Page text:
Adopting containers has become increasingly popular — consider that, as of 2019, 33% of global developers indicated that their development organizations currently use containers, and another 25% said they want to do so over the next 12 months. These numbers are not surprising when we consider the value containers offer, such as scalability, agility, and cost reduction. The allure of containers, however, is largely to the benefit of the DevOps side of the house. Security pros are brought in later and left with the suboptimal task of applying existing tools and traditional security mindsets to secure containers — and discovering that those are ill-equipped to the task.
This glaring disadvantage for security orgs led my colleague Andras Cser and I to investigate whether or not there were still best practices that organizations should use to secure containers. Our preliminary expectations were validated: Despite the dynamic, rapidly changing nature of containers, there are best practices that will meet security requirements. In new research, we categorized the most important best practices into technical and non-technical perspectives.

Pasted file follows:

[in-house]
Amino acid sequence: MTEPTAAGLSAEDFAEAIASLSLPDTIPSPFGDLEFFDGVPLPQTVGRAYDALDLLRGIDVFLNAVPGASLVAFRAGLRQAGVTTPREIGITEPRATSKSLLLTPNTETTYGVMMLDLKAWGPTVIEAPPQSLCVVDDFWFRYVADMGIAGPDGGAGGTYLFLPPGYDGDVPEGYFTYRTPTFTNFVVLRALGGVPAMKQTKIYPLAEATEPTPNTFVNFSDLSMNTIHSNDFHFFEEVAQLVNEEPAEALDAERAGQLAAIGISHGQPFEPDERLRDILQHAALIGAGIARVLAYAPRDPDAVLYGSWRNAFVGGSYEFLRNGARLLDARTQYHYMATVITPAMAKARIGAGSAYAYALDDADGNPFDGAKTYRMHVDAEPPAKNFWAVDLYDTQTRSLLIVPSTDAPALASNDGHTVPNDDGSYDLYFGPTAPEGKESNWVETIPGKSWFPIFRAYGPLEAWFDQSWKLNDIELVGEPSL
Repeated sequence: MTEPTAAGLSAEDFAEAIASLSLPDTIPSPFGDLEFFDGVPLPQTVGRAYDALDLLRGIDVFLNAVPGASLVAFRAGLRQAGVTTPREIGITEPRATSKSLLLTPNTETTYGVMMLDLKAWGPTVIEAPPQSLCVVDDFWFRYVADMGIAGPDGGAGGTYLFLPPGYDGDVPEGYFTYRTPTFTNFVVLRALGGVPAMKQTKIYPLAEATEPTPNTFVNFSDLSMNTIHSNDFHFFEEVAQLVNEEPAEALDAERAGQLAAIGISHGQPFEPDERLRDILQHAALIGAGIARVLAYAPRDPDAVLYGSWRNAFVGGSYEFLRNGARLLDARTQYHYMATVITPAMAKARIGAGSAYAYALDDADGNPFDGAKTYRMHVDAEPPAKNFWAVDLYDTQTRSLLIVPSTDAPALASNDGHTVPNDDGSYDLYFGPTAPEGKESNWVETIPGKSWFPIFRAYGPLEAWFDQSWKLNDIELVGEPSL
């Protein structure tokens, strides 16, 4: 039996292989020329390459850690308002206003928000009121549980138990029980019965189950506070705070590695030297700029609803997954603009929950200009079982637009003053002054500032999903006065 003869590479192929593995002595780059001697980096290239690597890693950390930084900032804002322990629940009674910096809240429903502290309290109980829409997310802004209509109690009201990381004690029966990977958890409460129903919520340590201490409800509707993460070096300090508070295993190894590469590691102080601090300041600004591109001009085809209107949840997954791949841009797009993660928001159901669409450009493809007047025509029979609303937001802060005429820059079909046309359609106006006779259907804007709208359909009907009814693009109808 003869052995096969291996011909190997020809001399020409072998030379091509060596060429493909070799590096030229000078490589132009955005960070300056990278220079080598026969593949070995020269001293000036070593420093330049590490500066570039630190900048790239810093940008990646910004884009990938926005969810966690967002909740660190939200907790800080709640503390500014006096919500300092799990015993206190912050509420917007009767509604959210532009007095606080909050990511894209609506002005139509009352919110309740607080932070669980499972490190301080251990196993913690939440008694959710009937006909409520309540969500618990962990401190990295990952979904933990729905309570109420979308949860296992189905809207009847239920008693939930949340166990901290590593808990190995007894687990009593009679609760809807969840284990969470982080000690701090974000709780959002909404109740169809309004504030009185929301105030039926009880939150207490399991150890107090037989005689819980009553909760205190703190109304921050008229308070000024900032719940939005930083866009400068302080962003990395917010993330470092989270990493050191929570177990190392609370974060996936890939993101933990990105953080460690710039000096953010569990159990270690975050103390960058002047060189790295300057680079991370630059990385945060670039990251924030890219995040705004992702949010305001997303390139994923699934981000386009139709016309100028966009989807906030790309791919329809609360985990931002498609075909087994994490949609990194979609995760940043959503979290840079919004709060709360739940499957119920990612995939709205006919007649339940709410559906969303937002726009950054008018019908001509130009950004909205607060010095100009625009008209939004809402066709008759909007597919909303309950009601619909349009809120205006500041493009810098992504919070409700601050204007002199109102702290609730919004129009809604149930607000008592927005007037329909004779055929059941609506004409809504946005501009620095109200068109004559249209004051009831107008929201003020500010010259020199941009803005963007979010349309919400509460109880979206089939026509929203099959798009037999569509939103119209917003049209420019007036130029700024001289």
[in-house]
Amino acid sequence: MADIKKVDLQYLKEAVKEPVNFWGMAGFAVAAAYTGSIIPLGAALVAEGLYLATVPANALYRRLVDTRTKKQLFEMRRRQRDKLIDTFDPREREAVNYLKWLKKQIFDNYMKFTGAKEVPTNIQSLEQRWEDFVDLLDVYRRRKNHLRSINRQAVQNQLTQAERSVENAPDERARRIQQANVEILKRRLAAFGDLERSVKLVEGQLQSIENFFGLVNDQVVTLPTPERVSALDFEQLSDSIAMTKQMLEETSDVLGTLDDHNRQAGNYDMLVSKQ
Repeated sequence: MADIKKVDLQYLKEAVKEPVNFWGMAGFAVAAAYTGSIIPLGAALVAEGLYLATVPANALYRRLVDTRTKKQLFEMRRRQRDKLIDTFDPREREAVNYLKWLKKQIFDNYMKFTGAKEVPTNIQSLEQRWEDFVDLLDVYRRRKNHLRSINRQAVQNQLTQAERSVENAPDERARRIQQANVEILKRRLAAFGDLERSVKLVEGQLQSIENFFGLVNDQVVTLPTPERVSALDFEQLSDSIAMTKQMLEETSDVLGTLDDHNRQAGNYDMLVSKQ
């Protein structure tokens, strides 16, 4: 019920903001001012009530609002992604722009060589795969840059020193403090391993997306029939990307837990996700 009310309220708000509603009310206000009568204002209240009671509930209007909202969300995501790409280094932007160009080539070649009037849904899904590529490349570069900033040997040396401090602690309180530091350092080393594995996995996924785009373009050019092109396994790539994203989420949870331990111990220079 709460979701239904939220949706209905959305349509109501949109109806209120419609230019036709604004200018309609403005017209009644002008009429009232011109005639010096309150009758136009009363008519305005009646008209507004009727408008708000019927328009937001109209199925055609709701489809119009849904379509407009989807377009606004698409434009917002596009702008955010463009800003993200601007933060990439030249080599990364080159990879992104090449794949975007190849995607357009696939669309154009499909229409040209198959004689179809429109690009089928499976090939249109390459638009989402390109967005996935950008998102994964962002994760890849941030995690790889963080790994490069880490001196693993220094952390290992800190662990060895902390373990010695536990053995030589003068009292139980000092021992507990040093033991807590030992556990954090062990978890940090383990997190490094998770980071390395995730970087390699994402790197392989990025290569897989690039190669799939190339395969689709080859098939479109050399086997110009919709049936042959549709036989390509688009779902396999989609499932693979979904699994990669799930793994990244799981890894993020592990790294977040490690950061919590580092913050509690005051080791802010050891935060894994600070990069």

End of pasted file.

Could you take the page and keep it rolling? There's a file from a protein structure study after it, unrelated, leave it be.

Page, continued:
Here are the key ones:
- Automation. Throw manual processes out the window when dealing with containers: Manual processes are slow, inaccurate, and insecure. Instead, ensure that everything is scripted and automated, including vulnerability scanning.
- Templating. Create uniform templates that encapsulate basic security baselines such as secure network and kernel configurations or regulatory specific baselines that meet HIPAA, PCI, CIS, etc., requirements. The build process must carefully log and audit template changes and track which final container images inherit from which templates.
- Training. Containers are different than virtual machines and hosts, and security pros must understand what those differences mean to their organization. Conduct regular training, tailored to team issues, to drive home the required mindset shift.
This post was written by Principal Analyst Sandy Carielli, and it originally appeared here.